Can a cavity kill you? Generally speaking, death is a highly unlikely outcome of a tooth cavity, but in some severe cases, it is a possibility. That is why we all need to understand what are cavities and how serious they are.
Even though most of us have probably never heard about any case of a death caused by a cavity or a toothache, there are few reported cases wherein people died due to a bad cavity. To put it precisely, a cavity can add to our overall mortality risk if left untreated. For you to understand it better, let us learn more about cavities and how they can result in death.
What Is a Cavity?
Cavities, or dental caries in medical terms, are a hole in the teeth that appear after a long decaying process, or due to other factors. A bacterium called Streptococcus usually causes it, but it can also be caused by the acid the food produces in our mouth as it can soften the teeth enamel, which is the protective layer of the teeth as well as one of the strongest body parts.
For example, when you eat sugary food, it is broken down in our mouth and secretes acid in the process. These acids soften and in time, break the enamel, creating a hole in the teeth. These holes then become an easy route for bacteria into the nerves surrounding our teeth. This is the reason why children are often told not to eat too many sweets.
This is also why cavities are often an alternative word for tooth decay, and our lifestyle and eating habits mostly influence it. The worst kind of lifestyle and oral hygiene, the faster the tooth decay and formation of cavities. In some cases, heredity is also a key factor behind cavities.
Doesn’t look too dangerous till now, right? You must be wondering how can a hole in the teeth kill us?
Can a Cavity Kill You?
According to a USA senator, John Cortes, during a recent House of Health Innovation Subcommittee meeting, “Yes, a cavity can kill you.” And guess what? He is right since there are several reported cases wherein people died due to a toothache or bad cavities. Even though the cases are sporadic, death due to a cavity can happen.
In one such case, a 26-year-old father died in California back in 2017, while in another case, a boy from Maryland dies due to similar dental problems. In countries where dental care is not very easily available, such cases are even more common.
It may be surprising for many, but during the 16th century, cavities or a toothache was the 6th most common cause of death. However, thanks to the advancement in medical science and modern methods used by dentists, it is extremely unlikely to happen to many people now.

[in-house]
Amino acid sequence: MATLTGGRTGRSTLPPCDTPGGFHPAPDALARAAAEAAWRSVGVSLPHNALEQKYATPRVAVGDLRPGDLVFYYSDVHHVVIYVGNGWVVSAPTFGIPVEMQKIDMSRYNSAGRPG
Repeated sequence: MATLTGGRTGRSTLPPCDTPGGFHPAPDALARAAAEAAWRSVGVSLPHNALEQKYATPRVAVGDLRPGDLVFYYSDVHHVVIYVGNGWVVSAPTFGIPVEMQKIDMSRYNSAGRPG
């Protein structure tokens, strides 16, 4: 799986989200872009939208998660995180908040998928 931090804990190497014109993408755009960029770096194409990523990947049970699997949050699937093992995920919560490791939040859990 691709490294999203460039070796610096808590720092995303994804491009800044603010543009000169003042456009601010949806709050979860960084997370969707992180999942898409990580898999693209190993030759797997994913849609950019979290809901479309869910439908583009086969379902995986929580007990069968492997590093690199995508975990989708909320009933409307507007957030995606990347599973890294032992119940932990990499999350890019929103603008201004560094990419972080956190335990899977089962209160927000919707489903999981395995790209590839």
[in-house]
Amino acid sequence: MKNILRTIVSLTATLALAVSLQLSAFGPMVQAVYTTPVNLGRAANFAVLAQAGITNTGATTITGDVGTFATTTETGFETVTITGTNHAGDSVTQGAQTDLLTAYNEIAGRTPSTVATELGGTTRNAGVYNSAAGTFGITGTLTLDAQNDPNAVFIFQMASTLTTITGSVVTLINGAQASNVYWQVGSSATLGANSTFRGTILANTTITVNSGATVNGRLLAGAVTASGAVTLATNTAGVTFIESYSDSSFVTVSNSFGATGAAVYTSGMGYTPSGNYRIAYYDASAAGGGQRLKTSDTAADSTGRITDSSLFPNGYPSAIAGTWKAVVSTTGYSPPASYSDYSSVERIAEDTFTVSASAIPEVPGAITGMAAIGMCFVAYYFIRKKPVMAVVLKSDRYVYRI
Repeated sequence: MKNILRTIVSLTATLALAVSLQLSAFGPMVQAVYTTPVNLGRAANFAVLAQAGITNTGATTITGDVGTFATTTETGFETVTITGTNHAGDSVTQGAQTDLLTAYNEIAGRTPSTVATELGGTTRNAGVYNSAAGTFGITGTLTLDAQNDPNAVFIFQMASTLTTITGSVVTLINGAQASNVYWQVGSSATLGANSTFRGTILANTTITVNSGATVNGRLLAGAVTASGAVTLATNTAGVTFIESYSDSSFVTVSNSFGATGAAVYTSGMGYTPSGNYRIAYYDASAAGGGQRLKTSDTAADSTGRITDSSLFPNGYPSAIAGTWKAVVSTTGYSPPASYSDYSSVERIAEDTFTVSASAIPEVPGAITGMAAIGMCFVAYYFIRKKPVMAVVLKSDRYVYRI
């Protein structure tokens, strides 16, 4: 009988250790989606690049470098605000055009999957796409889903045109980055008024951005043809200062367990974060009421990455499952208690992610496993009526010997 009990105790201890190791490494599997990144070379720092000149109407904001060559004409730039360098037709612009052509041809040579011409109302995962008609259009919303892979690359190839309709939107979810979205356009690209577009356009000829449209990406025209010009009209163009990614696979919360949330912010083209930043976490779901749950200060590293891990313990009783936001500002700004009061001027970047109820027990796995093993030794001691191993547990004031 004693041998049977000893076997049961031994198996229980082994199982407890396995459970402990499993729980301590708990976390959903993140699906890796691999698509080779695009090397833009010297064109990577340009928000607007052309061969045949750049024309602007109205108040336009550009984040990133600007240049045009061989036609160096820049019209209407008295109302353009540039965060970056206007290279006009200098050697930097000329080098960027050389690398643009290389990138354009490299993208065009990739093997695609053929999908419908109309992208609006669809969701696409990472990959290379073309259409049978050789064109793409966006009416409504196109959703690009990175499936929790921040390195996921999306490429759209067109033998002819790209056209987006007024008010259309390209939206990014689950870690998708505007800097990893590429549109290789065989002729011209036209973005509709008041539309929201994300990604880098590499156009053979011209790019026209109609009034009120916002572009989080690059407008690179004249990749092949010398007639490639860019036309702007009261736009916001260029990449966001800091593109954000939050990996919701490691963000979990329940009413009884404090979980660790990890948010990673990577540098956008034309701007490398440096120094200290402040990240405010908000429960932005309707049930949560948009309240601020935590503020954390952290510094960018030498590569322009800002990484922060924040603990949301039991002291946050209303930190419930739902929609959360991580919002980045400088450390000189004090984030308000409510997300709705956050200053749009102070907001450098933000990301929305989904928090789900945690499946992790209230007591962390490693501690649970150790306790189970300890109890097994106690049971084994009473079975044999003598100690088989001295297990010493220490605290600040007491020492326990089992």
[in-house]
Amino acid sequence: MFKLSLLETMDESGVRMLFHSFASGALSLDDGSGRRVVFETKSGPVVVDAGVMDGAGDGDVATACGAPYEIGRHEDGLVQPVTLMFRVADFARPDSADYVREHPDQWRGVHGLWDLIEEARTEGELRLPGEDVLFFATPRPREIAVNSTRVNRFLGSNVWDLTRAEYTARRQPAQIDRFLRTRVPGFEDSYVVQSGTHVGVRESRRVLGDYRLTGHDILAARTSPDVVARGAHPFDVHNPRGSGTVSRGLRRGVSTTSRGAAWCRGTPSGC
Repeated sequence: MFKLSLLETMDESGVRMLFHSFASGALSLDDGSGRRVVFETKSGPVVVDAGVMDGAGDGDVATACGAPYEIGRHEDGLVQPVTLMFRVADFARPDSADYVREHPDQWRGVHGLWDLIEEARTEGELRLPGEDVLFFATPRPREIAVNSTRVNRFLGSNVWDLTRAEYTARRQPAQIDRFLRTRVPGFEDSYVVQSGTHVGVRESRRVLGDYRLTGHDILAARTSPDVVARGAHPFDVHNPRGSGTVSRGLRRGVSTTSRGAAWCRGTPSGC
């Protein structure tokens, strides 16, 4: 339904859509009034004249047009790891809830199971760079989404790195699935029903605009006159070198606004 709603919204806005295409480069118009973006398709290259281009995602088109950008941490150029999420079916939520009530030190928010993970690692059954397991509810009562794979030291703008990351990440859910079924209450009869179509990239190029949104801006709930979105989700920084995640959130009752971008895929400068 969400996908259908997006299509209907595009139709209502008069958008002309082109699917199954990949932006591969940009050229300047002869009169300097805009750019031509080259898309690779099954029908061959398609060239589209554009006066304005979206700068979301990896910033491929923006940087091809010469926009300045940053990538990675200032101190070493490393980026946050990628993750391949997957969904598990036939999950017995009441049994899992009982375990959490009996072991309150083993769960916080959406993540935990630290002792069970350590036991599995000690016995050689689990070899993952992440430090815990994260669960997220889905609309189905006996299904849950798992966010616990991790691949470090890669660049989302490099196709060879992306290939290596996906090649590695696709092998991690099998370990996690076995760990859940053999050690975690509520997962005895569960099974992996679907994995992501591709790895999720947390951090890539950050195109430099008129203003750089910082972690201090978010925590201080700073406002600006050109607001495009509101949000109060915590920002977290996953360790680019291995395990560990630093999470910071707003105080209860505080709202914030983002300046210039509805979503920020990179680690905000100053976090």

This is exactly why several dentist associations like ADA often warns people that ignoring a toothache and infected cavities can potentially result in death. Several other top dentists also agree that a bad cavity, if it turns into a severe infection, can cause death.
Is Your Cavity Life Threatening?
Since half of the people who are 30 years old are living with cavities, and this percentage increases as people grow old, the chances are, most of you who are reading this now are also living with cavities. Don’t worry though if you have one since not all cavities are life-threatening.
It is actually a condition called tooth abscess, which happens when you leave your cavities untreated, that we need to be aware of. It is the most severe dental condition but fortunately, a very rare one as well. However, with a negative change in our lifestyle and unhealthy eating habits, the dental condition is becoming more and more common.
As we discussed above, a cavity is formed when there is a hole in the teeth. This hole allows harmful bacteria to reach to the teeth nerve or the dental pulp. In time, bacteria overwhelm the nerves, causing severe throbbing pain that often spread to the other areas in our mouth as well as to our bone.
So how do you know if you are suffering from tooth abscess? Well, first, you will feel very severe pain in your cavities, and then, the whole area will swell, and you will find it extremely difficult for you to eat anything.
How Do You Deal with a Bad Cavity and Tooth Abscess?
Even tooth abscess is not life-threatening if it is treated in time, but if you left it untreated for too long, the infection would start spreading since bacteria can travel into your bloodstream. In some rare cases, the infection in your cavity reaches your brain, and this is when it becomes life-threatening.
If a bad cavity with infection is not treated in time, it allows the infection to progress and results in sepsis. The tooth abscess also gets bigger and bigger, and in some cases, when it reaches the brain, it can reach the size of the golf ball. When this happens, people are at risk of brain trauma, coma, brain injury, loss of memory, and death.
How do you get rid of cavities or tooth abscess? Most dentists prefer to perform a root canal after draining the tooth. In case the tooth is too overwhelmed with bacteria, your dentist can also advise you to get your tooth removed. Since bacteria are the cause of infection, you also have to take antibiotics until the tooth abscess is removed completely.
The Final Words
Can a cavity kill you? In theory, yes, a bad tooth abscess can kill you when the infection from the infected cavity reaches your brain or gets into the bloodstream. The next question is “How many times this happens?” Well, almost zero in developed countries where medical treatment and advanced dental procedures are readily available.
This doesn’t mean though that you should not care about your cavities. Once you feel you have a cavity, visit your dentist as soon as possible, especially since a death due to a cavity can only happen if you leave it untreated for a long time and let the infection spread.